All that worked well; however, Harley Quinn’s characterization did not work for me. This has been going on ever since DC tried to make Harley’s split from Joker permanent back in New 52’s Harley Quinn #25. On the rare occasion Harley and Joker do interact, Harley always transforms into a purely vitriolic, bitter, vengeful ex-girlfriend, and no matter how many years pass by, it never feels in character to me. (Funnily enough, former Batman News contributor, Elena, called DC out for this poor depiction of Harley, years ago, but I guess no one has listened). I always thought Batman: White Knight presented a much more natural depiction of Harley reforming, showing Harley legitimately mature, rejecting her old life with the Joker, yet also keeping an amount of pathos when it came to their relationship.
What’s also weird is that, on these rare occasions that Joker and Harley are allowed to interact, Joker, whether real or fake, is portrayed as far more affectionate of Harley than ever before. It’s like DC doesn’t want Harley to give even the slightest indication she still feels anything for Joker, and they also fear depicting the very abuse that made this relationship controversial in the first place.
Anyway, I wish DC would allow more nuance from Harley when it comes to her interacting with Joker. You can do that without making her a complete simp for him again. Harley could offer a lot more to this story if that was the case, since Red Hood already fills the position for someone who purely hates Joker.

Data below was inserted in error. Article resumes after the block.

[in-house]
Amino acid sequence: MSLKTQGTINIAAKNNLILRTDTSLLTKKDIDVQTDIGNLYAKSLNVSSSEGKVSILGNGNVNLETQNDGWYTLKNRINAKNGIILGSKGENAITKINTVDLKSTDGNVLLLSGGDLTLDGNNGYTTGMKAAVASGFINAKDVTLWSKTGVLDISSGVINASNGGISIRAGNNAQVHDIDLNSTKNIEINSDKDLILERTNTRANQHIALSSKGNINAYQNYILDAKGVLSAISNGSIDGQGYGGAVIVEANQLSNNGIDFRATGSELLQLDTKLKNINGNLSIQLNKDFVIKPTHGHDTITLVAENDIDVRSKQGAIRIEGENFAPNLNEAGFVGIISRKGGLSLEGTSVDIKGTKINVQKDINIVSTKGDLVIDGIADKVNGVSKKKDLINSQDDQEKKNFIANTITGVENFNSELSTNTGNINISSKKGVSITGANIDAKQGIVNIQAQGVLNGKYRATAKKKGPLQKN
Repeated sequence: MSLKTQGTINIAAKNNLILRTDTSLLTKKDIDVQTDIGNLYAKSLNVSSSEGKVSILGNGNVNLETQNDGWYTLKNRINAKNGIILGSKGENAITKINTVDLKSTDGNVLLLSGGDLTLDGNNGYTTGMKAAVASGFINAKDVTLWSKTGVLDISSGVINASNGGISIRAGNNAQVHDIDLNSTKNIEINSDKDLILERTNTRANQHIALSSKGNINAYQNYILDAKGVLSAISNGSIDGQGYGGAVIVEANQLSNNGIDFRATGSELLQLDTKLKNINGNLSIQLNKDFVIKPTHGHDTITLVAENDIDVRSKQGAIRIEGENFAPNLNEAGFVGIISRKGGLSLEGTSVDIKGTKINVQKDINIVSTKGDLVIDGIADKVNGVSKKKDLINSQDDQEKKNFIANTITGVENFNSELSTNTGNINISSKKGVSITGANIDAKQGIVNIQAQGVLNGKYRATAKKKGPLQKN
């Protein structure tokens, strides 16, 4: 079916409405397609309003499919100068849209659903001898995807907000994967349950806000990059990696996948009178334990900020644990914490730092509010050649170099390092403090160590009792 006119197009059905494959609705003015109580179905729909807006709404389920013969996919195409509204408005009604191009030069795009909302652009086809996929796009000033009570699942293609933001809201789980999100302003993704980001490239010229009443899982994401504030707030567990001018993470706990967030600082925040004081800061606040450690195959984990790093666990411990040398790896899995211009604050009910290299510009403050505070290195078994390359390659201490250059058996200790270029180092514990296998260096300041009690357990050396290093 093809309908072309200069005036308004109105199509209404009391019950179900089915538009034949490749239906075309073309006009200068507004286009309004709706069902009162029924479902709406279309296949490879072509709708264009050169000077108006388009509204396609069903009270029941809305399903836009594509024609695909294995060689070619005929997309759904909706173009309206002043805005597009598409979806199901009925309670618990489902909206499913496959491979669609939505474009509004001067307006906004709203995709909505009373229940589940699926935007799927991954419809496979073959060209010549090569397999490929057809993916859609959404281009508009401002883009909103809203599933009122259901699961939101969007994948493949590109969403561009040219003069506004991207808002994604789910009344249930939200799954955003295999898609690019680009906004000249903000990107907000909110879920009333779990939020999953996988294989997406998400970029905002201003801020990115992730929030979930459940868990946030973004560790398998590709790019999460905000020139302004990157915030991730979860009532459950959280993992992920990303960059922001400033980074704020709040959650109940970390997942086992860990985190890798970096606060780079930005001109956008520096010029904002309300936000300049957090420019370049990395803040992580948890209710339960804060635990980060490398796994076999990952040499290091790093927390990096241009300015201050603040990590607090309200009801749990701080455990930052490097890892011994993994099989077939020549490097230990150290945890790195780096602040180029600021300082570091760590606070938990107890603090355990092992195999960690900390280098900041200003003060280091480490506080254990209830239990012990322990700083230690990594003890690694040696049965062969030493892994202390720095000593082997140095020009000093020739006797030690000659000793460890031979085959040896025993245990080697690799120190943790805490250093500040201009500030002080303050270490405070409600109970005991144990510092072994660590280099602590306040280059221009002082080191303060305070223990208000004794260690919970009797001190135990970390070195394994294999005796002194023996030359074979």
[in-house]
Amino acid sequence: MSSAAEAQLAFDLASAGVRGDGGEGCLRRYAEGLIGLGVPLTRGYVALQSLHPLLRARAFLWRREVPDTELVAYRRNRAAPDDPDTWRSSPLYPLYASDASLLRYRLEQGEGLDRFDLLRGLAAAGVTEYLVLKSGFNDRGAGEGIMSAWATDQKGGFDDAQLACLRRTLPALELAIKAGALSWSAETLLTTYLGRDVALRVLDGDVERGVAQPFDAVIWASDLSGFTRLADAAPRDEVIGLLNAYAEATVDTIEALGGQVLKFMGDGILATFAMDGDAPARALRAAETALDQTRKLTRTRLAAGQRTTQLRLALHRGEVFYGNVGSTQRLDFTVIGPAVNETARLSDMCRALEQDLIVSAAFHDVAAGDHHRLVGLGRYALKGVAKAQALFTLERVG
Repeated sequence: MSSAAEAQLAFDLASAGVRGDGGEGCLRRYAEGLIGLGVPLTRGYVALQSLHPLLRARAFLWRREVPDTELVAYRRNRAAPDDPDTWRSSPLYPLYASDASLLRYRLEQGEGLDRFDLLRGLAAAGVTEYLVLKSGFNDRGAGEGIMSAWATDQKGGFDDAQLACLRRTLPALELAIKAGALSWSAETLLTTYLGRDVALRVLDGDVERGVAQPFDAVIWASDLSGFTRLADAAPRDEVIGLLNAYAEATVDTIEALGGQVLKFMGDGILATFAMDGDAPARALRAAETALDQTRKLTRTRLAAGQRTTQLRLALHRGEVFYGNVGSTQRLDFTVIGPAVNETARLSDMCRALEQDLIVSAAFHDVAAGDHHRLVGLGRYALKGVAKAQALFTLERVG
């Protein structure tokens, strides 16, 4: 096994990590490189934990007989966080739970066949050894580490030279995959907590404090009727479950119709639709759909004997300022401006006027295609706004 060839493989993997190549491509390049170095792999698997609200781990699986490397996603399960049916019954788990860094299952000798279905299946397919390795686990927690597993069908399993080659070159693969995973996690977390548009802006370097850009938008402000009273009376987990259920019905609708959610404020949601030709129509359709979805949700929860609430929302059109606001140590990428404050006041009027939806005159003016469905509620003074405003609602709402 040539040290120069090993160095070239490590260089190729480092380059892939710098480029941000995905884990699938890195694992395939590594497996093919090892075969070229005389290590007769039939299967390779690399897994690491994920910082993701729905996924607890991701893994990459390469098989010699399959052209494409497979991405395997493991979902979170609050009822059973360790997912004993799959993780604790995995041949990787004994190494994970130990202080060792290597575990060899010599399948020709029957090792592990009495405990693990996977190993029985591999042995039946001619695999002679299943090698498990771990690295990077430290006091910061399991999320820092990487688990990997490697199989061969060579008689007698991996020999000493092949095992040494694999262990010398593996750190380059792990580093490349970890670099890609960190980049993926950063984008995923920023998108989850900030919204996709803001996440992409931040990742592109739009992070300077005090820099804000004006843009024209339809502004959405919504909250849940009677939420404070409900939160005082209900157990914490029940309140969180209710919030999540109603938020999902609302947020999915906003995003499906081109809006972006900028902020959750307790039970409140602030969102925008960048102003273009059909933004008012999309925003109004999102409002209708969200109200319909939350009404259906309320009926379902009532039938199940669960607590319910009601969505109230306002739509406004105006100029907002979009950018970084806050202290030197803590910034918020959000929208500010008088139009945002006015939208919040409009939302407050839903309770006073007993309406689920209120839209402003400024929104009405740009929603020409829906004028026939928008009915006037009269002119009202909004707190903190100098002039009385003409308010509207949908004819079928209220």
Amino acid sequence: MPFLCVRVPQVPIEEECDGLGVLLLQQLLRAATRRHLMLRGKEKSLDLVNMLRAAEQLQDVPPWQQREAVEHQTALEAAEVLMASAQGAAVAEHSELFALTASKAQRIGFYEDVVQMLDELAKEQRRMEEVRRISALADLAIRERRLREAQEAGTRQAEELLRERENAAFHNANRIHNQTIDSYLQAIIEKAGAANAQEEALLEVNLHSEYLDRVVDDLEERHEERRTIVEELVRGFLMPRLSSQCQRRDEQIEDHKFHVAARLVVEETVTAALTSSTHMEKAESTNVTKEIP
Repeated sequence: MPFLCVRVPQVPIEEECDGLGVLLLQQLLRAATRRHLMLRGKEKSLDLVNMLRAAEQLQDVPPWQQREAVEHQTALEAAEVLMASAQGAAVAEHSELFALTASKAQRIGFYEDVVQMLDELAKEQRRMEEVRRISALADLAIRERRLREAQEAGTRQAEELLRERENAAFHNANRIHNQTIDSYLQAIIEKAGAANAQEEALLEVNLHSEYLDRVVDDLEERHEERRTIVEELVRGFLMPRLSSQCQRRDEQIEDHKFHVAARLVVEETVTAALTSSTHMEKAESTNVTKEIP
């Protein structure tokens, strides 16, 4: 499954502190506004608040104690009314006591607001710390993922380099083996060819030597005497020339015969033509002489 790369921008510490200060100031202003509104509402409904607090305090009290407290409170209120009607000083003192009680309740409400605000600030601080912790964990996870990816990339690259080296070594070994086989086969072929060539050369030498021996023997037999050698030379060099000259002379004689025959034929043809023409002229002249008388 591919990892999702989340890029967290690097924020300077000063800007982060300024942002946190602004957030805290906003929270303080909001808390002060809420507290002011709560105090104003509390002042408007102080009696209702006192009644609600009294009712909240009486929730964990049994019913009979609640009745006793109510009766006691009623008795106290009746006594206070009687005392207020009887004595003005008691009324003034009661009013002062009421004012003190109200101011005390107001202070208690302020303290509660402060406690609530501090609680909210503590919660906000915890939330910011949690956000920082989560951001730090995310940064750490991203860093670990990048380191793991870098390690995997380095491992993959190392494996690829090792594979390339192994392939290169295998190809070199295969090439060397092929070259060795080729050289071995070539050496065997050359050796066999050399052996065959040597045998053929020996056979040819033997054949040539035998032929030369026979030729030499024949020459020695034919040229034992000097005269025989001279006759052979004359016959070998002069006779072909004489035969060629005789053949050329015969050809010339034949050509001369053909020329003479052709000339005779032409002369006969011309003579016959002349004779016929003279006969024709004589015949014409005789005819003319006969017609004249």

Haven’t We Seen All This Before?
Despite having a more positive opinion on Rosenberg’s writing of the Joker this time around and his ability to craft a mystery, I can’t help but feel this story is redundant. Regardless of whether or not one of the Jokers we see here is fake, or maybe he’s been split in two, or whatever the answer to the mystery is, we just had a huge Joker story that dealt with this same idea: The Three Jokers. Before that, we had Grant Morrison explore the idea of “multiple Jokers,” in the sense that his Joker would reinvent himself as different versions all the time.
With that, I still don’t feel like I’m getting anything new from the Joker in this series so far. I also know that, with all the talk of “Joker fatigue” amongst comic book fans, a lot of people probably aren’t going to be won over by this new story either, unless it begins to present something that feels more fresh. However, we are still in the very early days of the new run, so we’ll see.
The Back Up Story
Matthew Rosenberg is also still the writer of the back-up story for the Joker book, and I got to say, it’s the highlight of the whole thing! It’s another tale that’s drawn and written in the style of early Bronze Age Joker comics. This time around, Joker is offended that his friends, the rogues of Gotham, have laughed at him. Therefore, he stages a fake suicide to teach them a lesson, and we are then treated to the villains giving the Joker a funeral, with each giving a speech on how they felt about him. I gotta say, the whole thing is absolutely hilarious!
I loved the unique answers Rosenberg gave to each character on their relationship with the Joker. It made the comic unpredictable and engaging. It wound up having a pretty tragic ending, but the dark comedy and tragedy fit well for the tone of the Joker’s character. This back-up story made the entire comic for me!
- Bronze Age Joker stories are your favorite.
- You love stories with multiple Jokers.
- Joker fatigue hasn’t set in for you.
For the main storyline of The Joker: The Man Who Stopped Laughing, I still feel pretty lukewarm. Rosenberg is proving himself to be a good choice for the writing of the Joker as an individual character, but we’re really not being presented with anything we haven’t seen before. I hope we get more clues in the next issue that make this run more engaging, but if not, perhaps Rosenberg will continue to entertain in the back-up stories.
Disclaimer: DC Comics provided Batman News a copy of this comic for the purpose of this review.